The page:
It means that when it comes down to it, do not count on Republicans to do the right thing. In fact, just assume they won't do the right thing. The only people who can save this democracy are you, the voters.
Joining me now, Senator Chris Murphy of Connecticut. And, Senator, you know, Lindsey Graham went on T.V. today and others tweeted to try to make it look like they're normal members of a small the democracy, we would never, ever allow Donald Trump to seize control of the White House and never let it go. Here is Lindsey Graham saying so.
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GRAHAM: There's a lot of shady things going on, but the courts will hear all of our complaints. The courts will decide. And we will accept the court's decision, Republican and Democrat. I promise you, as a Republican, if the Supreme Court rules in favor of Joe Biden, I will accept that result.
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REID: So, Senator Murphy, the problem with the, I promise as a Republican, you can count on me, everyone, is this. Here is Lindsey Graham making similar promises and protestations about the Supreme Court.
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GRAHAM: If there's a Republican president in 2016 and a vacancy occurs in the last year of the first term, you can say Lindsey Graham said let's let the next president, whoever it might be, make that nomination, and you could use my words against me and you'd be absolutely right.
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REID: Senator, why should anyone believe anything Lindsey Graham or any of these Republicans say?
SEN. CHRIS MURPHY (D-CT): You shouldn't. You shouldn't. You can't believe Lindsey Graham, you can't believe the president, you can't believe Mitch McConnell. They have made it 100 percent clear that there is only one motivation that drives them. And it is not honor, it is not precedent, it is not truth telling, and it is not patriotism. It is the accumulation of power. And if anybody had any question as to whether that was true, then they have been disabused of that notion over the last five days. And so, you are very right.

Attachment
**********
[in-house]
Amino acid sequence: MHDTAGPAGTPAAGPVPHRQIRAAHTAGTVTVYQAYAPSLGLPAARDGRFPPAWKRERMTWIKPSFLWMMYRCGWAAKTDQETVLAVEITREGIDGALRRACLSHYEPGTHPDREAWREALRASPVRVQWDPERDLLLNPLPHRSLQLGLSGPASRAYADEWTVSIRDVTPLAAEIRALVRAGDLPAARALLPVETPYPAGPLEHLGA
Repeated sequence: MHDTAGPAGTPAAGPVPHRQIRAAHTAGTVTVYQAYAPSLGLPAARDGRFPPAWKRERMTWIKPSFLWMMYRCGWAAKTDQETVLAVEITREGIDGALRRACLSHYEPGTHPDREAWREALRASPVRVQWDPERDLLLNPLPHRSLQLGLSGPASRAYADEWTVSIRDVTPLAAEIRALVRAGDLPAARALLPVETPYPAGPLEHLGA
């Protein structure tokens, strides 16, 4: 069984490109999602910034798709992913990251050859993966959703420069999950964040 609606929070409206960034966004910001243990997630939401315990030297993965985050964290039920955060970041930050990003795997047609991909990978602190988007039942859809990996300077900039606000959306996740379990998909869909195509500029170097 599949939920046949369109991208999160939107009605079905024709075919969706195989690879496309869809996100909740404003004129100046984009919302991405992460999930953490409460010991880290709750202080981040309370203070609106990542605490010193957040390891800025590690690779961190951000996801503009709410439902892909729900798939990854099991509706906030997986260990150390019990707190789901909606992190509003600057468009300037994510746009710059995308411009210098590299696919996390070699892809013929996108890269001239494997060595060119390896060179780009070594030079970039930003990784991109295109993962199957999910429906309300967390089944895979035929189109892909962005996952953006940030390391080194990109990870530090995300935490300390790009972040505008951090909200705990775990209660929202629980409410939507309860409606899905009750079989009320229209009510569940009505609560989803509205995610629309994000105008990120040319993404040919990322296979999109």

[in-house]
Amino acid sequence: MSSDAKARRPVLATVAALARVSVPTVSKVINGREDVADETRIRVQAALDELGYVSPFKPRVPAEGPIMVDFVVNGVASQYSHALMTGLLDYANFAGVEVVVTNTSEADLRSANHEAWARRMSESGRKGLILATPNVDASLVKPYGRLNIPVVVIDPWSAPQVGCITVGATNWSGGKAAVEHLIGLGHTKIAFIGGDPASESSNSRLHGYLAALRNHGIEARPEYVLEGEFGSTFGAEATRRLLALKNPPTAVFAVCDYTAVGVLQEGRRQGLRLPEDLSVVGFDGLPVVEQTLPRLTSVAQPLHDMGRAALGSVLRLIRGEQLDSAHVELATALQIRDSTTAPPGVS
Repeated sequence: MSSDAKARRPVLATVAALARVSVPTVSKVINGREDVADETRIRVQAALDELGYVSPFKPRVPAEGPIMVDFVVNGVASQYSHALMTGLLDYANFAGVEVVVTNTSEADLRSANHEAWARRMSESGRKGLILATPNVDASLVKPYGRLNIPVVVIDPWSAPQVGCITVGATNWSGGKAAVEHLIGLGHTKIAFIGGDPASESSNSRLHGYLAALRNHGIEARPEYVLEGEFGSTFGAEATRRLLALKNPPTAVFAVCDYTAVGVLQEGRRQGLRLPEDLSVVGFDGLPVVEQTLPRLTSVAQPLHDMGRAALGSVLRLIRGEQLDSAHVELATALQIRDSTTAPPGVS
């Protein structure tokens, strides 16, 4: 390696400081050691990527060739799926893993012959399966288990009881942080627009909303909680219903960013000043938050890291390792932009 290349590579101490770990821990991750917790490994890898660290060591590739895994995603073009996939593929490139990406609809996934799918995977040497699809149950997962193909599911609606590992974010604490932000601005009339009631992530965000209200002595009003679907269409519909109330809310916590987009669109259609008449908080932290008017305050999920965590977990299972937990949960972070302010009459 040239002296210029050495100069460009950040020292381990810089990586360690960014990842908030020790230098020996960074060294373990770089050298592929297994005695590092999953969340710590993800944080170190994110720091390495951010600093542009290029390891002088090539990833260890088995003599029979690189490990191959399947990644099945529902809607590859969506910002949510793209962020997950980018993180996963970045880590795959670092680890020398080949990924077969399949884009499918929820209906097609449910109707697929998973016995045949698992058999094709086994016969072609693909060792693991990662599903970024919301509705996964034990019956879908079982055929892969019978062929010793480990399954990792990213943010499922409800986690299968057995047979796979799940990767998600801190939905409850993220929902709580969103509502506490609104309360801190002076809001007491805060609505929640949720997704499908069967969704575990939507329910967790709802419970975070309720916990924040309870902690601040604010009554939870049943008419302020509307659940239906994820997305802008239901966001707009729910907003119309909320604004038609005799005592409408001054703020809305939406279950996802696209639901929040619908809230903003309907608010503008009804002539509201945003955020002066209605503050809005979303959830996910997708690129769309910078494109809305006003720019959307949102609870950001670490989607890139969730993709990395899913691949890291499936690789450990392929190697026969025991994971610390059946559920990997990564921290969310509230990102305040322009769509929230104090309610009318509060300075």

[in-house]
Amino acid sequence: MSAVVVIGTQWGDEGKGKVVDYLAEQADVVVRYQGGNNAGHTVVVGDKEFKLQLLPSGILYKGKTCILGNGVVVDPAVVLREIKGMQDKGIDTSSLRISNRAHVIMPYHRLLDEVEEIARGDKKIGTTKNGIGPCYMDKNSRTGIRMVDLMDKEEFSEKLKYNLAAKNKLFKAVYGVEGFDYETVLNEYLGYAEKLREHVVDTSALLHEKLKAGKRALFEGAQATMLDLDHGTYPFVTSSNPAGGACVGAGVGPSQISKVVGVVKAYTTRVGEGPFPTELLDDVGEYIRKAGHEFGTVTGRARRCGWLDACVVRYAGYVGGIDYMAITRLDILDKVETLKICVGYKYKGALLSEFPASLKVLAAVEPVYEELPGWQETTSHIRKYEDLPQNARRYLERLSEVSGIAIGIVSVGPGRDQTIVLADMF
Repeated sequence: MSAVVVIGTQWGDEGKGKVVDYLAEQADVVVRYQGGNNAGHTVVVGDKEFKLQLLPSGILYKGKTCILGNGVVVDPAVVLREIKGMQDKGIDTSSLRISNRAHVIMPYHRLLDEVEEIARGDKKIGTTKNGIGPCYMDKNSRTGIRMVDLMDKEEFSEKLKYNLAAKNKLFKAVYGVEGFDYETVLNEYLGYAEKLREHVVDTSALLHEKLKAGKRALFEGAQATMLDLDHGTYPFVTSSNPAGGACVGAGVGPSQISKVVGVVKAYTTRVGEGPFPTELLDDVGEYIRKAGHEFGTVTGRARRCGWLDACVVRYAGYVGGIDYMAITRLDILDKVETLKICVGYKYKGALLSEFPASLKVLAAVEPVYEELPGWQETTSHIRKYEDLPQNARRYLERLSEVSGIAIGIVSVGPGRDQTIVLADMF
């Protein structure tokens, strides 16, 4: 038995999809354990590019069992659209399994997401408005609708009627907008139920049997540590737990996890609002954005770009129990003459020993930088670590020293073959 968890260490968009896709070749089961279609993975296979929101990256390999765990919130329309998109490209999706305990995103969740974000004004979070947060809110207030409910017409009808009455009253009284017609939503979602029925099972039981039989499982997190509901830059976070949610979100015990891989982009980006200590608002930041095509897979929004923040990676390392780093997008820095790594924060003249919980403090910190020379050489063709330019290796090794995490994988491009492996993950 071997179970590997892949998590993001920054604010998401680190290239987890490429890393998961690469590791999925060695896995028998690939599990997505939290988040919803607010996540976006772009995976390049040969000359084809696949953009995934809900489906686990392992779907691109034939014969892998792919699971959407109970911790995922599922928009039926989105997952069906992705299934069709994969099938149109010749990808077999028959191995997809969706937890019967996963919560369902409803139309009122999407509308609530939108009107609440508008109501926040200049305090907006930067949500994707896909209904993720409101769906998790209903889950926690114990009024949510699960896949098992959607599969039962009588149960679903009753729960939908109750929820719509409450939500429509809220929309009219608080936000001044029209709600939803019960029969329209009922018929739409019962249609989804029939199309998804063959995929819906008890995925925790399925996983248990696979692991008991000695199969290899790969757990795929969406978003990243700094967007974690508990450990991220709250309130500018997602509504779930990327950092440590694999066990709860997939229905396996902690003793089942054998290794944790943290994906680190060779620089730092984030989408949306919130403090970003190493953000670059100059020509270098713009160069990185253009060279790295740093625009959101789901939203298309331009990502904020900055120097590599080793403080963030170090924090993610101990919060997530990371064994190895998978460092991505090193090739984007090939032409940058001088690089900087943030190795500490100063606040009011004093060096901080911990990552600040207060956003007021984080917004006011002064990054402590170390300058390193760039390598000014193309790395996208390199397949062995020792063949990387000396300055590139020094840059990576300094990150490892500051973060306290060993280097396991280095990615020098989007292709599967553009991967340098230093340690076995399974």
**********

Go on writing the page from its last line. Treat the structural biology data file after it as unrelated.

Ultimately, this is all up to us. We are going to have to go out there. And instead of spending our days worrying about whether there's going to be a peaceful transition of power, going out and working every single day for Joe Biden and Senate candidates to make sure that there is absolutely no question. It is still within our hands.
Yes, it's sad and disgraceful that we have to try to win by six or seven points in order to avoid a contest, in order to win in the Electoral College, but I'm telling my activists that let us, in Washington, worry about trying to set up all of the protections we can to assure a transition of power. The millions of people who care about this out in the country just have to go out there and work to get Joe Biden elected.
REID: Yes. Let me let you listen to Chris Wray, the FBI Director, probably one of the last sort of credible figures that had anything to do with this administration talking about this idea of voting fraud.
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CHRISTOPHER WARY, FBI DIRECTOR: We have not seen, historically, any kind of coordinated national voter fraud effort in a major election, whether it's by mail or otherwise.
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REID: I mean, as a reminder, Utah, Colorado, Washington State vote a 100 percent by mail. It is poppycock to say that there is some sort of nefarious scheme that's going happen, that's going to steal the election. But that is what, it appears, that even statewide Republicans are planning to use as a very thin pretext potentially to simply just to steal the election and say we don't care that the majority of Pennsylvanians voted-for-Joe Biden, we're giving the election to Donald Trump.
And so my question is, do you have any confidence that if a slate of electors was sent to a state like Pennsylvania to the United States Senate that completely violated and overturned the will of the people in that state, is there a single Republican, in your mind, that would actually say no to those electors? I mean, isn't it true that they would all say, you know, well, something, something Harry Reed, something, something Obama, did make an excuse, and Lindsey Graham and all of them would just put in the electors that were not voted for, right?
MURPHY: Yes. Listen, I think the honest question -- the honest answer to your question is I don't know. And we are spending a lot of time behind the scenes in the United States Senate talking through these scenarios to the extent that they will listen with Republicans to make sure that in the days after the election, they are going to stand up for the simple premise that all votes get counted.
And remember, that's the first thing that's going to happen. Here, the president is going to try to stop the mail-in votes from counted. He is going to create some controversy. Republicans are going to have to be very clear that all those votes have to be counted.